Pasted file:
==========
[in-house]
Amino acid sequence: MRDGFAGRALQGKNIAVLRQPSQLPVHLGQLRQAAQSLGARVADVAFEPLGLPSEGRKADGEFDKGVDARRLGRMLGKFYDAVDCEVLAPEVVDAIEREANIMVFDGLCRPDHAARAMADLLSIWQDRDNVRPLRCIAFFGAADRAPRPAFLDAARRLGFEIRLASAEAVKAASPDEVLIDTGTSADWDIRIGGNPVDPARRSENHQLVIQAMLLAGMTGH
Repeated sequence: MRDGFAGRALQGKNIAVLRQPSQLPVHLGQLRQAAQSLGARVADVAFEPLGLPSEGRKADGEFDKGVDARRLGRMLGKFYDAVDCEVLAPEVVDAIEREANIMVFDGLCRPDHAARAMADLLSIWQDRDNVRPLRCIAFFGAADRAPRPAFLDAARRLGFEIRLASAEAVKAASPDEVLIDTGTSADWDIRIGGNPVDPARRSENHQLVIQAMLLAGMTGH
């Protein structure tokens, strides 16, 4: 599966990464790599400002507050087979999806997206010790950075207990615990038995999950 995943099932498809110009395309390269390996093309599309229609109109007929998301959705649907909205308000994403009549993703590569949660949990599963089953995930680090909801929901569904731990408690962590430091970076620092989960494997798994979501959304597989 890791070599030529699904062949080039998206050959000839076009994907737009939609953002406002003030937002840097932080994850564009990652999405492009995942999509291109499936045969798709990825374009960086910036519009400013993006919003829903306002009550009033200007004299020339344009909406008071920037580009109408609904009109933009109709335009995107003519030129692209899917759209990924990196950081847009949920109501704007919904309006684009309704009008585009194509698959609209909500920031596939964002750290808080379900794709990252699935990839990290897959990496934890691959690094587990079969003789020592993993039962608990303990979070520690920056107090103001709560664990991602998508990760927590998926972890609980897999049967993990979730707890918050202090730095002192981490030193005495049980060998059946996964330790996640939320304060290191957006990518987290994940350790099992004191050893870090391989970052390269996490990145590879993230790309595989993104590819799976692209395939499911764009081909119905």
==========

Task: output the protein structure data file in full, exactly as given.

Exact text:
[in-house]
Amino acid sequence: MRDGFAGRALQGKNIAVLRQPSQLPVHLGQLRQAAQSLGARVADVAFEPLGLPSEGRKADGEFDKGVDARRLGRMLGKFYDAVDCEVLAPEVVDAIEREANIMVFDGLCRPDHAARAMADLLSIWQDRDNVRPLRCIAFFGAADRAPRPAFLDAARRLGFEIRLASAEAVKAASPDEVLIDTGTSADWDIRIGGNPVDPARRSENHQLVIQAMLLAGMTGH
Repeated sequence: MRDGFAGRALQGKNIAVLRQPSQLPVHLGQLRQAAQSLGARVADVAFEPLGLPSEGRKADGEFDKGVDARRLGRMLGKFYDAVDCEVLAPEVVDAIEREANIMVFDGLCRPDHAARAMADLLSIWQDRDNVRPLRCIAFFGAADRAPRPAFLDAARRLGFEIRLASAEAVKAASPDEVLIDTGTSADWDIRIGGNPVDPARRSENHQLVIQAMLLAGMTGH
């Protein structure tokens, strides 16, 4: 599966990464790599400002507050087979999806997206010790950075207990615990038995999950 995943099932498809110009395309390269390996093309599309229609109109007929998301959705649907909205308000994403009549993703590569949660949990599963089953995930680090909801929901569904731990408690962590430091970076620092989960494997798994979501959304597989 890791070599030529699904062949080039998206050959000839076009994907737009939609953002406002003030937002840097932080994850564009990652999405492009995942999509291109499936045969798709990825374009960086910036519009400013993006919003829903306002009550009033200007004299020339344009909406008071920037580009109408609904009109933009109709335009995107003519030129692209899917759209990924990196950081847009949920109501704007919904309006684009309704009008585009194509698959609209909500920031596939964002750290808080379900794709990252699935990839990290897959990496934890691959690094587990079969003789020592993993039962608990303990979070520690920056107090103001709560664990991602998508990760927590998926972890609980897999049967993990979730707890918050202090730095002192981490030193005495049980060998059946996964330790996640939320304060290191957006990518987290994940350790099992004191050893870090391989970052390269996490990145590879993230790309595989993104590819799976692209395939499911764009081909119905």